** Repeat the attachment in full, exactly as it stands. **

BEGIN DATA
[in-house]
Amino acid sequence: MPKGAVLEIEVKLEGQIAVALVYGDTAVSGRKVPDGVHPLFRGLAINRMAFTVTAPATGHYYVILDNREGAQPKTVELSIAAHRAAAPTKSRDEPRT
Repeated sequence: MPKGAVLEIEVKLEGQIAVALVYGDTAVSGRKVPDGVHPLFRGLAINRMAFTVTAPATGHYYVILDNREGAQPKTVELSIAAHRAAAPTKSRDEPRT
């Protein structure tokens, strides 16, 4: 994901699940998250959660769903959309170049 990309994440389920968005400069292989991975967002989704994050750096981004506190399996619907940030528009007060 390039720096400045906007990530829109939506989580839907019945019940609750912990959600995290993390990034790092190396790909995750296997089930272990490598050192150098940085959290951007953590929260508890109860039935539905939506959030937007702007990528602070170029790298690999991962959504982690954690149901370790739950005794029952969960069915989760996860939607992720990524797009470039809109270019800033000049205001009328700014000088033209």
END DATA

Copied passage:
[in-house]
Amino acid sequence: MPKGAVLEIEVKLEGQIAVALVYGDTAVSGRKVPDGVHPLFRGLAINRMAFTVTAPATGHYYVILDNREGAQPKTVELSIAAHRAAAPTKSRDEPRT
Repeated sequence: MPKGAVLEIEVKLEGQIAVALVYGDTAVSGRKVPDGVHPLFRGLAINRMAFTVTAPATGHYYVILDNREGAQPKTVELSIAAHRAAAPTKSRDEPRT
């Protein structure tokens, strides 16, 4: 994901699940998250959660769903959309170049 990309994440389920968005400069292989991975967002989704994050750096981004506190399996619907940030528009007060 390039720096400045906007990530829109939506989580839907019945019940609750912990959600995290993390990034790092190396790909995750296997089930272990490598050192150098940085959290951007953590929260508890109860039935539905939506959030937007702007990528602070170029790298690999991962959504982690954690149901370790739950005794029952969960069915989760996860939607992720990524797009470039809109270019800033000049205001009328700014000088033209």